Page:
The amendment, by referring simply to bodies, rather than consumer bodies representing the interests of those persons affected by the scheme, goes wider than the amendment originally proposed by Opposition Members in the other place. That is because we felt that the term "consumer bodies" was imprecise, or, to put it another way, a bit woolly. Some important bodies, which the Government would expect water undertakers to consult, might not always fit such a description. An obvious example would be a local authority representing the interests of its tenants, or a social services client, resident in a trials area. Clearly, local authorities are not consumer bodies, but they represent—at least I hope they do—the interests of their tenants and social services clients.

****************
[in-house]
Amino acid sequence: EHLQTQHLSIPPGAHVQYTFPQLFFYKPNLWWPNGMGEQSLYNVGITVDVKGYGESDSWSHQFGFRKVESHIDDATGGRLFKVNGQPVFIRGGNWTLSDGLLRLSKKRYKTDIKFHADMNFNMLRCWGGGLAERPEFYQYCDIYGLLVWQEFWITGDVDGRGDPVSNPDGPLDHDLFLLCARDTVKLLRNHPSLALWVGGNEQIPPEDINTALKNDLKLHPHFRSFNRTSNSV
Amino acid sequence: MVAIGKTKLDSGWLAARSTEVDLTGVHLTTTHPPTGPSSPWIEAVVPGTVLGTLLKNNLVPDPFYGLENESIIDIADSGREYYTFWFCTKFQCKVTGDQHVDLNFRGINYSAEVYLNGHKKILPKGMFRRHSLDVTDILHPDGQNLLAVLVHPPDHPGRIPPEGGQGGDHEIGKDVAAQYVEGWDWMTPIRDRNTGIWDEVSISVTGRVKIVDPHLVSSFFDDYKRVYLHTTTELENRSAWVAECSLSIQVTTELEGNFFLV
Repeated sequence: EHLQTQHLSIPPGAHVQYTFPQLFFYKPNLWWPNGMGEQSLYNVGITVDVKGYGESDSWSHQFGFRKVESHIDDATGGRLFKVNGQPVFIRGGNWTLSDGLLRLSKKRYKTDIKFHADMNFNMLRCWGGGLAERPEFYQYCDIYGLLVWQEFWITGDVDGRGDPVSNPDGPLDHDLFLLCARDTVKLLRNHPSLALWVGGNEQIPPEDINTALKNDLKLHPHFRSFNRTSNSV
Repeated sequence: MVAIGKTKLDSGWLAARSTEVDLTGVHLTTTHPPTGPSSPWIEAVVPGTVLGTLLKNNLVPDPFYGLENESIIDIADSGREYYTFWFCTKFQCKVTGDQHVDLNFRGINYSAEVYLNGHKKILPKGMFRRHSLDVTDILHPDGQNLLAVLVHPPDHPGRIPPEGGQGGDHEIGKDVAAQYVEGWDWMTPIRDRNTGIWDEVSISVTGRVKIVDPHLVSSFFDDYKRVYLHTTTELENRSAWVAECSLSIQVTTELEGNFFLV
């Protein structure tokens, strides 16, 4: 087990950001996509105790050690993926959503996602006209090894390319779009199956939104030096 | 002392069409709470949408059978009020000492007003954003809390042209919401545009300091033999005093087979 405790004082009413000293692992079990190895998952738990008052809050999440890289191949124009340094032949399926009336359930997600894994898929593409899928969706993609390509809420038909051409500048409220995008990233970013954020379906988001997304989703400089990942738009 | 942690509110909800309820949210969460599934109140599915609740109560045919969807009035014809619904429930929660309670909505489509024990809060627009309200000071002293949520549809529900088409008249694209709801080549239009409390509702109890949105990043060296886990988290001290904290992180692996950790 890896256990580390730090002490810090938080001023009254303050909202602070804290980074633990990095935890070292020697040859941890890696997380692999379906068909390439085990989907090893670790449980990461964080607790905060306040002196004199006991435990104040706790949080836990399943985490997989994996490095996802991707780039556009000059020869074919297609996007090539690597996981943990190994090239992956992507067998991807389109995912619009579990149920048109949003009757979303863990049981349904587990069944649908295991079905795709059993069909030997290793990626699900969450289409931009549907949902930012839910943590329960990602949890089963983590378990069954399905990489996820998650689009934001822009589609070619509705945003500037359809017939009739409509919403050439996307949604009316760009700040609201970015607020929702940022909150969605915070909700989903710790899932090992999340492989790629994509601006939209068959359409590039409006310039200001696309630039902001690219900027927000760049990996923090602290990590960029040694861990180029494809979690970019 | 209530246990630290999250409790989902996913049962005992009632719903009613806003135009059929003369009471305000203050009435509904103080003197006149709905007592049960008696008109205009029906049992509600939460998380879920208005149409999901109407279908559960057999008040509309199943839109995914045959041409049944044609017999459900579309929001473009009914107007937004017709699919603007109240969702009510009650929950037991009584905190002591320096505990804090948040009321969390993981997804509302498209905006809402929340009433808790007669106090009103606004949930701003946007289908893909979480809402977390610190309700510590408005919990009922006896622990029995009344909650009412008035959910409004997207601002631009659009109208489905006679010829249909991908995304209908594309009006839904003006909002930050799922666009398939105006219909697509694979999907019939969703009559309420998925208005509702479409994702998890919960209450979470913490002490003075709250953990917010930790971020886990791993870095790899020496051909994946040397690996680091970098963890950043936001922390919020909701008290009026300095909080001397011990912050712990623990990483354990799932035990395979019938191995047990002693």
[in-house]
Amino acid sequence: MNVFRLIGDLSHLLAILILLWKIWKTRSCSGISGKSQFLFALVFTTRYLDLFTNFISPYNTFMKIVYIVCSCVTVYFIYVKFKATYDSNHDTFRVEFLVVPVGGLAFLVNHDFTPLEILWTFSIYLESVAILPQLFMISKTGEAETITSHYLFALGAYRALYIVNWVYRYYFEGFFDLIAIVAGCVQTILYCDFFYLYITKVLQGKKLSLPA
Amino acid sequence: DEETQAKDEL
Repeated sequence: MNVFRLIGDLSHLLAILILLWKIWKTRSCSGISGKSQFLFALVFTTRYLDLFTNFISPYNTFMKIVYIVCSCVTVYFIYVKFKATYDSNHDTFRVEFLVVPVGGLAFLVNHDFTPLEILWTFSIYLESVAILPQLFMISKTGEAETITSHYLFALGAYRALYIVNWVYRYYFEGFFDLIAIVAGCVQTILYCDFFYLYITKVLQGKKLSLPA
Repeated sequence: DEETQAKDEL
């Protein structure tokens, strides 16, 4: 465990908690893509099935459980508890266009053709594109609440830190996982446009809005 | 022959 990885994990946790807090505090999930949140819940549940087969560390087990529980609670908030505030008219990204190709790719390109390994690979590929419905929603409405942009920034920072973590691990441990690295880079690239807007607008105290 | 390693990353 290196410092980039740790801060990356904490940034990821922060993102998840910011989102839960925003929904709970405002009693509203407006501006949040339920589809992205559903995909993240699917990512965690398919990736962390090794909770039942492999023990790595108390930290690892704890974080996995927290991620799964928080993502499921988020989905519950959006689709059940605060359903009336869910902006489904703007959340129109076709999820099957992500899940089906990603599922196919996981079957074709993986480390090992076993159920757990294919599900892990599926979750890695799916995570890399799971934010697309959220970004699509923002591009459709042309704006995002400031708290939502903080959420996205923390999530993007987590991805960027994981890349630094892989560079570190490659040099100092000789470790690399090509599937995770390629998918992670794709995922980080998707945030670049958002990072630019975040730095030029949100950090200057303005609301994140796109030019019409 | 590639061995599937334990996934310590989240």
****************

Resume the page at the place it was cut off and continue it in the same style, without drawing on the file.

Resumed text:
The amendment is not complex, nor will it change the Bill in a radical way. However, it serves to emphasise the importance that the Government attach to full and proper consultation on the trials. I hope that it answers the concerns that were expressed by Members of both Opposition parties represented in the House tonight and that we shall not disagree with the thrust of the amendment, which I recommend to the House.
I am sure that hon. Members on both sides will welcome the amendment, which was pressed on many occasions in Committee. It represents a substantial part of the case that we put forward. As such, we welcome it, and I am sure that the Labour party will do the same.